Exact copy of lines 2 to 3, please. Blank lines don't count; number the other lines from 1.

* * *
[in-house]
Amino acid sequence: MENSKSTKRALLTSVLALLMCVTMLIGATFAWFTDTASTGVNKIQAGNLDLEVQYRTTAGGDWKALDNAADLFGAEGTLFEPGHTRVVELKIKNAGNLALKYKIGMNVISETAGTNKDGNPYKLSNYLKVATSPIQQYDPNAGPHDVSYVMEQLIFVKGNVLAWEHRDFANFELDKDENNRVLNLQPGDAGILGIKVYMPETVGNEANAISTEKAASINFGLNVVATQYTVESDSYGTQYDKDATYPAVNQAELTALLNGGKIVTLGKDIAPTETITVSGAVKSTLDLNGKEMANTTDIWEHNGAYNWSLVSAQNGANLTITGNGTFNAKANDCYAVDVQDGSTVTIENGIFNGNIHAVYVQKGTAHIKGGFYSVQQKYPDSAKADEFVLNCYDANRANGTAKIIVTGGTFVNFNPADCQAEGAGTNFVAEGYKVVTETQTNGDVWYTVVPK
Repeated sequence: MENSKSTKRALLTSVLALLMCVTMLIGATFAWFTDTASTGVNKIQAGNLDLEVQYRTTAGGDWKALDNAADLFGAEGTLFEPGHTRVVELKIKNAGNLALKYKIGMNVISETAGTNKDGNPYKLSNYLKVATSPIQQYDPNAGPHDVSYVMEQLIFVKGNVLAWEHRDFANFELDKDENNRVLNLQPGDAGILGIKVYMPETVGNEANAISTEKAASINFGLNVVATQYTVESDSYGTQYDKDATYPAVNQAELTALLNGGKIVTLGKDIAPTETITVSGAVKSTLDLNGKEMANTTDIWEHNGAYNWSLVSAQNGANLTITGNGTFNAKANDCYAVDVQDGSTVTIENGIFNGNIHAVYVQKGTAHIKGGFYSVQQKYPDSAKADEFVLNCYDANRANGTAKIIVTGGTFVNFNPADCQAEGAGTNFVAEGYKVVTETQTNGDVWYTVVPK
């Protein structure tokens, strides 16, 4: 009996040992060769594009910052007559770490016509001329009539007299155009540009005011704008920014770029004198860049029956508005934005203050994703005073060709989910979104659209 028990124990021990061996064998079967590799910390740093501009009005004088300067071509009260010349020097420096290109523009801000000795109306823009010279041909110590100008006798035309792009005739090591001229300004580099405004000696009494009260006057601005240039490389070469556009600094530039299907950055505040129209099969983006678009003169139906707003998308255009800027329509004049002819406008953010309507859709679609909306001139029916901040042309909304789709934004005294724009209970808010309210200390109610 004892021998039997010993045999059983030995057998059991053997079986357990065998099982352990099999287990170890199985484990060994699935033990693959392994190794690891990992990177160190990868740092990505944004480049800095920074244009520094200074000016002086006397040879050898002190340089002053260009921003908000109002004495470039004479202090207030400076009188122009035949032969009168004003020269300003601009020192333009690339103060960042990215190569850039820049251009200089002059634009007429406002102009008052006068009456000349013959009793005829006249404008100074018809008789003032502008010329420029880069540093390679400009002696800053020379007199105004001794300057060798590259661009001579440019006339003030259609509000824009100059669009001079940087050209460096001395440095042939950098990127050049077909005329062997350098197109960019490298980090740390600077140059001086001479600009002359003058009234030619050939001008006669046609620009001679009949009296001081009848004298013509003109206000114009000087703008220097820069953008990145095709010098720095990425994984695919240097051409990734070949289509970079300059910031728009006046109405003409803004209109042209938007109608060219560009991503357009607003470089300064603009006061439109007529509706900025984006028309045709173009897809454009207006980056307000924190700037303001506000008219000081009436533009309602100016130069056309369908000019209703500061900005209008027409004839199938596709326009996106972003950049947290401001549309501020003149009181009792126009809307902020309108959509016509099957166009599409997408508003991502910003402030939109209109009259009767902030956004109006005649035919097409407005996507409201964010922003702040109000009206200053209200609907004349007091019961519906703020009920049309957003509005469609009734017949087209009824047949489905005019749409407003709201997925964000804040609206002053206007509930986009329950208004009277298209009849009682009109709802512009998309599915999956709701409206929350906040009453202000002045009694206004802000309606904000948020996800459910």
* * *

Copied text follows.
Amino acid sequence: MENSKSTKRALLTSVLALLMCVTMLIGATFAWFTDTASTGVNKIQAGNLDLEVQYRTTAGGDWKALDNAADLFGAEGTLFEPGHTRVVELKIKNAGNLALKYKIGMNVISETAGTNKDGNPYKLSNYLKVATSPIQQYDPNAGPHDVSYVMEQLIFVKGNVLAWEHRDFANFELDKDENNRVLNLQPGDAGILGIKVYMPETVGNEANAISTEKAASINFGLNVVATQYTVESDSYGTQYDKDATYPAVNQAELTALLNGGKIVTLGKDIAPTETITVSGAVKSTLDLNGKEMANTTDIWEHNGAYNWSLVSAQNGANLTITGNGTFNAKANDCYAVDVQDGSTVTIENGIFNGNIHAVYVQKGTAHIKGGFYSVQQKYPDSAKADEFVLNCYDANRANGTAKIIVTGGTFVNFNPADCQAEGAGTNFVAEGYKVVTETQTNGDVWYTVVPK
Repeated sequence: MENSKSTKRALLTSVLALLMCVTMLIGATFAWFTDTASTGVNKIQAGNLDLEVQYRTTAGGDWKALDNAADLFGAEGTLFEPGHTRVVELKIKNAGNLALKYKIGMNVISETAGTNKDGNPYKLSNYLKVATSPIQQYDPNAGPHDVSYVMEQLIFVKGNVLAWEHRDFANFELDKDENNRVLNLQPGDAGILGIKVYMPETVGNEANAISTEKAASINFGLNVVATQYTVESDSYGTQYDKDATYPAVNQAELTALLNGGKIVTLGKDIAPTETITVSGAVKSTLDLNGKEMANTTDIWEHNGAYNWSLVSAQNGANLTITGNGTFNAKANDCYAVDVQDGSTVTIENGIFNGNIHAVYVQKGTAHIKGGFYSVQQKYPDSAKADEFVLNCYDANRANGTAKIIVTGGTFVNFNPADCQAEGAGTNFVAEGYKVVTETQTNGDVWYTVVPK